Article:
In its Green Line Regulation report for 2022 the European Commission recorded 144 per cent increase in trade between the two sides compared to the previous year. In percentage terms this could be viewed as a big increase, but the actual numbers put things in perspective, indicating a very low starting point.

The trade recorded by the Turkish Cypriot Chamber of Commerce, based on the total number of goods sold with accompanying documents was close to €17 million in 2022, whereas the previous year it was just under €7 million. The figures the Republic had were slightly lower and the increase put at 138 per cent.

While this was a big increase, it should be taken into account that 2021 was a year in which there was much less contact between the two sides because of lockdowns and closed crossings. In the opposite direction, meanwhile, trade was much lower. According to the Cyprus Chamber of Commerce, it increased by 69 per cent from €420,000 to some €711,000.

This increase did not impress the commission, which believed there should be more trade and blamed the modest levels on the obstacles to trade. Both sides place obstacles. The north demands that an ‘import permit’ is secured for goods to move from the Republic to the north, something that most producers are unwilling to apply for.

Meanwhile the government-controlled area does not allow commercial vehicles, weighing more than 7.5 tonnes, to cross from the north unless they have acquis-compliant documents (roadworthiness certificates and professional driving licences) issued by the Republic. Another obstacle was the difficulty Turkish Cypriot businesses had in opening bank accounts in the Republic that would facilitate trade.

While the commission was working on overcoming the obstacles, there are some that will persist. As the report notes, “traders continue to report on a lack of demand by Greek Cypriot consumers for Turkish Cypriot products.” This would also explain, to a large extent, why shops refuse to stock Turkish Cypriots products on their shelves, which was another point made in the report.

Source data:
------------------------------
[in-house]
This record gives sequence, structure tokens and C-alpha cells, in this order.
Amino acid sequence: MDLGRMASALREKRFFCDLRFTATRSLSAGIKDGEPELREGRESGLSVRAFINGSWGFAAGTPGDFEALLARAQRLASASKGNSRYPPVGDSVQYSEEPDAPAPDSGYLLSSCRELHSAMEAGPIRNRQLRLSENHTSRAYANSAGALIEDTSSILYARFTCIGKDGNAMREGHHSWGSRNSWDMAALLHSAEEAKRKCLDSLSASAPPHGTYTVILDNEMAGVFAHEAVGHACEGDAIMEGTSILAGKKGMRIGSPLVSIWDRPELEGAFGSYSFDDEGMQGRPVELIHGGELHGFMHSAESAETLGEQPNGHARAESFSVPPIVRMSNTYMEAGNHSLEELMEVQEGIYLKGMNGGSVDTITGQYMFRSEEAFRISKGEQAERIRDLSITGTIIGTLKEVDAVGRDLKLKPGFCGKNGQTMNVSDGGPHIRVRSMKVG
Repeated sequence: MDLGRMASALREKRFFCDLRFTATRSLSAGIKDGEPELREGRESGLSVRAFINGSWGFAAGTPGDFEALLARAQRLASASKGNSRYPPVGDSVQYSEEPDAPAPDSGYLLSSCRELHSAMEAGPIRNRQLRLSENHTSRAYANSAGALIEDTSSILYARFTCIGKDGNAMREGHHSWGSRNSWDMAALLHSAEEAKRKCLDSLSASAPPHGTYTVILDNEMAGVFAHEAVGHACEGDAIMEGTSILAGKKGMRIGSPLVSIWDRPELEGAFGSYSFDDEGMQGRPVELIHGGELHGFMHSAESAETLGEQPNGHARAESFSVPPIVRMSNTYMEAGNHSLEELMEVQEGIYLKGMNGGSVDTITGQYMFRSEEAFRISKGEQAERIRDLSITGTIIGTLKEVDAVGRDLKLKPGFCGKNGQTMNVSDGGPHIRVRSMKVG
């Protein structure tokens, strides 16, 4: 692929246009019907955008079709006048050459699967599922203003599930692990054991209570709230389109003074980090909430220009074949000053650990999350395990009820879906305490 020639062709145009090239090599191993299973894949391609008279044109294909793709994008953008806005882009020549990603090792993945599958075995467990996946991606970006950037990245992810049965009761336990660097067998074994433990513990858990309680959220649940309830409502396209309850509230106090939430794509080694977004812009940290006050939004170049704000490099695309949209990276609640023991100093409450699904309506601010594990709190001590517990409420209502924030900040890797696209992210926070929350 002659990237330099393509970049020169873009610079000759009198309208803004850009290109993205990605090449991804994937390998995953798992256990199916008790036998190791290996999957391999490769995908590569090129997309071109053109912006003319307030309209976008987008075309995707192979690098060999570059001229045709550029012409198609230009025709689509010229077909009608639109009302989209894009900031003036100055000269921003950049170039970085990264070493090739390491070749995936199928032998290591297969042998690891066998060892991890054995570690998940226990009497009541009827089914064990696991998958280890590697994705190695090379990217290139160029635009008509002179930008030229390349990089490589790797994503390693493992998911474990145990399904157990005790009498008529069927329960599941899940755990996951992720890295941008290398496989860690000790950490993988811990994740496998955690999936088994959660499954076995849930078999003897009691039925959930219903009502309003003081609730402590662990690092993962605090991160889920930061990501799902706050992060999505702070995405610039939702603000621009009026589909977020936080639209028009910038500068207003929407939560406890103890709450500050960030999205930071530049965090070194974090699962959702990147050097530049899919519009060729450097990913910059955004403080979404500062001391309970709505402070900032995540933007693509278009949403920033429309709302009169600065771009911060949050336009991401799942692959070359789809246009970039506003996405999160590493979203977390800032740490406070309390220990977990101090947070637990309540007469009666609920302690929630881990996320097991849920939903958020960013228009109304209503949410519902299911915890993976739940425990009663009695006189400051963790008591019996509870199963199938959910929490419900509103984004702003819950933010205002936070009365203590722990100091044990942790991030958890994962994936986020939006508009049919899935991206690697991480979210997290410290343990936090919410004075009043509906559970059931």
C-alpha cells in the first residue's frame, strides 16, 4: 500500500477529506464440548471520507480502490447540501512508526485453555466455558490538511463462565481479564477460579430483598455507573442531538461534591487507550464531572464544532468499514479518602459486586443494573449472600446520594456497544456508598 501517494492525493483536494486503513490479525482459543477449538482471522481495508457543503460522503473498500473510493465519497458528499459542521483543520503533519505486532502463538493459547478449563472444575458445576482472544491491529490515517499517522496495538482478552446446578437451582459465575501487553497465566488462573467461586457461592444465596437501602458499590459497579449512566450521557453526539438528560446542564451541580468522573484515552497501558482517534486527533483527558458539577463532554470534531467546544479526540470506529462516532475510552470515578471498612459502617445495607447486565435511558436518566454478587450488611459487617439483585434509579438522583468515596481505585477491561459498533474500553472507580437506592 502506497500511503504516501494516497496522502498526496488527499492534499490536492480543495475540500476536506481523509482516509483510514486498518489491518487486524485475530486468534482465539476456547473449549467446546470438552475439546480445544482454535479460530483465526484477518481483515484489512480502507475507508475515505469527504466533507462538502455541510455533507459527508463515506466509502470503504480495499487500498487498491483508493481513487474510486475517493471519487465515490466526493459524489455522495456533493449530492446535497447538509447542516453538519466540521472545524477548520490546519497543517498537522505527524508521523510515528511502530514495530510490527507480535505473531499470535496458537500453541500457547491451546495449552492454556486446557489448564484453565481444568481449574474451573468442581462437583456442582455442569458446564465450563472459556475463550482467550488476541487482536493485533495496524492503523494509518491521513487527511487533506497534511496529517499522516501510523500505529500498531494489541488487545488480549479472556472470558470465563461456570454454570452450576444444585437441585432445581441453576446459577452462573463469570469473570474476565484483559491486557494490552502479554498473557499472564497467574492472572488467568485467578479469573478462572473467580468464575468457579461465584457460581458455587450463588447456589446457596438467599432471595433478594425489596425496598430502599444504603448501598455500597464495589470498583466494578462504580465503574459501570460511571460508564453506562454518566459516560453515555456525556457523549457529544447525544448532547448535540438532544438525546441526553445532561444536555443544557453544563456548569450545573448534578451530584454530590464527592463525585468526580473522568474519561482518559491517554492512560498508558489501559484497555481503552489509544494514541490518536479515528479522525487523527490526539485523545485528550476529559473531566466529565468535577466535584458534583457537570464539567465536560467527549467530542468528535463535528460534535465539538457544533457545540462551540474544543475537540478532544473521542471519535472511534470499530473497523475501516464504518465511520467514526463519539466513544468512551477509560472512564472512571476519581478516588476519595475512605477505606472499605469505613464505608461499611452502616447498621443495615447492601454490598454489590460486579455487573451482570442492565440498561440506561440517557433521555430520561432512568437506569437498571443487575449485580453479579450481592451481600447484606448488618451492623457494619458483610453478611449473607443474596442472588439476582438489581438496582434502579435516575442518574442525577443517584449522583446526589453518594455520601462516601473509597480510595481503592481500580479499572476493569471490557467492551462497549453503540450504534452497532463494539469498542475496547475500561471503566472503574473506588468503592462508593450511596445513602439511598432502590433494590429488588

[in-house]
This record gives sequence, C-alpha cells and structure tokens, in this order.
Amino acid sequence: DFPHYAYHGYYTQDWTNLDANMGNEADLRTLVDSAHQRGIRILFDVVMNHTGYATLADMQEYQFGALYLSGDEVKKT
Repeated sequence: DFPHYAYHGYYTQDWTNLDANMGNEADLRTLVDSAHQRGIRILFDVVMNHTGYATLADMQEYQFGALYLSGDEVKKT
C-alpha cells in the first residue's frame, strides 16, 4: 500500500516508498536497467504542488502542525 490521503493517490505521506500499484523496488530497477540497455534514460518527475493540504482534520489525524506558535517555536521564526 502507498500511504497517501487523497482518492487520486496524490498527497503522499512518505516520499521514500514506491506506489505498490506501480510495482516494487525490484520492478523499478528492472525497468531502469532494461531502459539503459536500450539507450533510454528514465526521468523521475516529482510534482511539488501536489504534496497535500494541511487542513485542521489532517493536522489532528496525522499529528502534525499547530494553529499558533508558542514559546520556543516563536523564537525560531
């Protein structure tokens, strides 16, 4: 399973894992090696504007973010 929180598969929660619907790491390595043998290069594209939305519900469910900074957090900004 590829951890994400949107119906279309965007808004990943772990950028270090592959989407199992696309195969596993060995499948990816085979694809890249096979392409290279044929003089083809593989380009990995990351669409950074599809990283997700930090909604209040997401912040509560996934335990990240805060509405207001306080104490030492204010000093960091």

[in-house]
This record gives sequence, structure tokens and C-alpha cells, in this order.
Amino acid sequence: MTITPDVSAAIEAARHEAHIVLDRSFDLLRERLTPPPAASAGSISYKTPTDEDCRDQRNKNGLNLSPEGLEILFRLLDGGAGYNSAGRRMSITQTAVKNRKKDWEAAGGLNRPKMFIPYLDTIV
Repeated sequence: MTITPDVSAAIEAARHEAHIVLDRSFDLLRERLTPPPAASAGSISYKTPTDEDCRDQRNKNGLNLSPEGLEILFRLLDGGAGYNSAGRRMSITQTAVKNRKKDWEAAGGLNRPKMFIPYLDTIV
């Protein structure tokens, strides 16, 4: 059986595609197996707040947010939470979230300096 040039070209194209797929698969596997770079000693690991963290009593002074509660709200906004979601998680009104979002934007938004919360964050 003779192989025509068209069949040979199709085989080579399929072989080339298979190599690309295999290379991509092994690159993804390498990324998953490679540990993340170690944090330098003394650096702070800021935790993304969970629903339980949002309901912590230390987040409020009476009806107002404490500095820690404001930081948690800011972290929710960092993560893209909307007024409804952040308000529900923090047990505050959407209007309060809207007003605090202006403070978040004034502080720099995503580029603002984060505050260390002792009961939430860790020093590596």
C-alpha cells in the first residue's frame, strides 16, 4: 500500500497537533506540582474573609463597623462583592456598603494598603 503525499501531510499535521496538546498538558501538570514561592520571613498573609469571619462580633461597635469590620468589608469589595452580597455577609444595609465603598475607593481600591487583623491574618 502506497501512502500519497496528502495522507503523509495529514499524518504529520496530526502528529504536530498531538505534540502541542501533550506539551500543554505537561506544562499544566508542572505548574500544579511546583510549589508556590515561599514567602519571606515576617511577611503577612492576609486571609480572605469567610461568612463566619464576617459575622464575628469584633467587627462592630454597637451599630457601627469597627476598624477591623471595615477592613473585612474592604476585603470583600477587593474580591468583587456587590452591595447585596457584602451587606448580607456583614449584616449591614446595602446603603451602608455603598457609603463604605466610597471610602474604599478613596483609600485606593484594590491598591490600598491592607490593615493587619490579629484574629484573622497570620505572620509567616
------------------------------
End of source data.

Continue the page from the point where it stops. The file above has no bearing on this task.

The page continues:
No matter what the commission does, it is highly unlikely supermarkets in the Republic will stock Turkish Cypriot products as consumers will not buy them. Finding a solution to the commercial vehicle ban is more important as there is demand for competitively priced building materials from contractors in the south. By how much this would increase trade is another matter.

There is of course the undocumented trade that takes place, on a daily basis. Apart from buying cheaper petrol, many Greek Cypriots do food shopping in the north, eat and drink there and some stay in hotels. Nobody seems to know how much these transactions are worth, but restaurant owners in the north have claimed that Greek Cypriot customers had kept them in business, during the difficult time of the devalued Turkish lira.

This is the kind of trade that exists between the two sides, and it is worth much more than the figures given by the Turkish Cypriot chamber of commerce. As for the Green Line regulation, which has been in force for almost 20 years, it will never have the positive impact on trade that the commission had expected, because neither side wants seems to want this trade.